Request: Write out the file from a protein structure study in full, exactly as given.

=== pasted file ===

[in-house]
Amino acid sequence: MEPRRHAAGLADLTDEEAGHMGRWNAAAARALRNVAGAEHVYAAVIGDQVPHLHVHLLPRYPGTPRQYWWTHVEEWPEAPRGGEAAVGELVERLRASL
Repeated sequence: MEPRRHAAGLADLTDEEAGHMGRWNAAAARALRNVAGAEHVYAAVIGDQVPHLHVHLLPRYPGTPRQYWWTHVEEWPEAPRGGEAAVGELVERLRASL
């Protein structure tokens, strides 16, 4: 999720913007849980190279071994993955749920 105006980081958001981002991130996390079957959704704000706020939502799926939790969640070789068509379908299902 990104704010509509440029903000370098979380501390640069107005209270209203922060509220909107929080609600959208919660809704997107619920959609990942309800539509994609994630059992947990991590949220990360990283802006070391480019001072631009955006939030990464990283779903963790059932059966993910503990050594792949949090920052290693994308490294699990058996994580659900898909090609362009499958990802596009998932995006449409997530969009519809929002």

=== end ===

[in-house]
Amino acid sequence: MEPRRHAAGLADLTDEEAGHMGRWNAAAARALRNVAGAEHVYAAVIGDQVPHLHVHLLPRYPGTPRQYWWTHVEEWPEAPRGGEAAVGELVERLRASL
Repeated sequence: MEPRRHAAGLADLTDEEAGHMGRWNAAAARALRNVAGAEHVYAAVIGDQVPHLHVHLLPRYPGTPRQYWWTHVEEWPEAPRGGEAAVGELVERLRASL
């Protein structure tokens, strides 16, 4: 999720913007849980190279071994993955749920 105006980081958001981002991130996390079957959704704000706020939502799926939790969640070789068509379908299902 990104704010509509440029903000370098979380501390640069107005209270209203922060509220909107929080609600959208919660809704997107619920959609990942309800539509994609994630059992947990991590949220990360990283802006070391480019001072631009955006939030990464990283779903963790059932059966993910503990050594792949949090920052290693994308490294699990058996994580659900898909090609362009499958990802596009998932995006449409997530969009519809929002």